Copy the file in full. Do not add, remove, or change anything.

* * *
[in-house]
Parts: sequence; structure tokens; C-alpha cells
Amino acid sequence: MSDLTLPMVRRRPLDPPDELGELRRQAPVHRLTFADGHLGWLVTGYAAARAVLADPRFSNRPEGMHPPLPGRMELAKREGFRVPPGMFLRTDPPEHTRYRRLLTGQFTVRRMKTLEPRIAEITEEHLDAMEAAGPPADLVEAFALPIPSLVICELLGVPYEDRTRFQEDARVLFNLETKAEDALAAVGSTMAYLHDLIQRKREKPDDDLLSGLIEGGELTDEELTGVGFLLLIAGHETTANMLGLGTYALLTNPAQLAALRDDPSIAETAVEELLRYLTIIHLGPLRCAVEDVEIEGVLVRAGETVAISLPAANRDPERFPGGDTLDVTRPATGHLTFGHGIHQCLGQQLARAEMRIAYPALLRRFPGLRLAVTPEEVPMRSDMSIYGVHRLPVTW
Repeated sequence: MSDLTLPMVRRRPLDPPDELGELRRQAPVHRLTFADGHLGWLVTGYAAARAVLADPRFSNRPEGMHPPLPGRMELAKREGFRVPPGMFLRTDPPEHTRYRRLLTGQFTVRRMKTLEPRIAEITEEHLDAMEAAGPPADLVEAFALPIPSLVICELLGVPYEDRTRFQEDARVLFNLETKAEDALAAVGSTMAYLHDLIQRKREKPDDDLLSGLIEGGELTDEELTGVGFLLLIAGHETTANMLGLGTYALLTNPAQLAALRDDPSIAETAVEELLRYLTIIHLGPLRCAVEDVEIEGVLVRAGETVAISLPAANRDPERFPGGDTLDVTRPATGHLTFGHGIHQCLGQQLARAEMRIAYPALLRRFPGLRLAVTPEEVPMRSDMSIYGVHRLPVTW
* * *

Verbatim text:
[in-house]
Parts: sequence; structure tokens; C-alpha cells
Amino acid sequence: MSDLTLPMVRRRPLDPPDELGELRRQAPVHRLTFADGHLGWLVTGYAAARAVLADPRFSNRPEGMHPPLPGRMELAKREGFRVPPGMFLRTDPPEHTRYRRLLTGQFTVRRMKTLEPRIAEITEEHLDAMEAAGPPADLVEAFALPIPSLVICELLGVPYEDRTRFQEDARVLFNLETKAEDALAAVGSTMAYLHDLIQRKREKPDDDLLSGLIEGGELTDEELTGVGFLLLIAGHETTANMLGLGTYALLTNPAQLAALRDDPSIAETAVEELLRYLTIIHLGPLRCAVEDVEIEGVLVRAGETVAISLPAANRDPERFPGGDTLDVTRPATGHLTFGHGIHQCLGQQLARAEMRIAYPALLRRFPGLRLAVTPEEVPMRSDMSIYGVHRLPVTW
Repeated sequence: MSDLTLPMVRRRPLDPPDELGELRRQAPVHRLTFADGHLGWLVTGYAAARAVLADPRFSNRPEGMHPPLPGRMELAKREGFRVPPGMFLRTDPPEHTRYRRLLTGQFTVRRMKTLEPRIAEITEEHLDAMEAAGPPADLVEAFALPIPSLVICELLGVPYEDRTRFQEDARVLFNLETKAEDALAAVGSTMAYLHDLIQRKREKPDDDLLSGLIEGGELTDEELTGVGFLLLIAGHETTANMLGLGTYALLTNPAQLAALRDDPSIAETAVEELLRYLTIIHLGPLRCAVEDVEIEGVLVRAGETVAISLPAANRDPERFPGGDTLDVTRPATGHLTFGHGIHQCLGQQLARAEMRIAYPALLRRFPGLRLAVTPEEVPMRSDMSIYGVHRLPVTW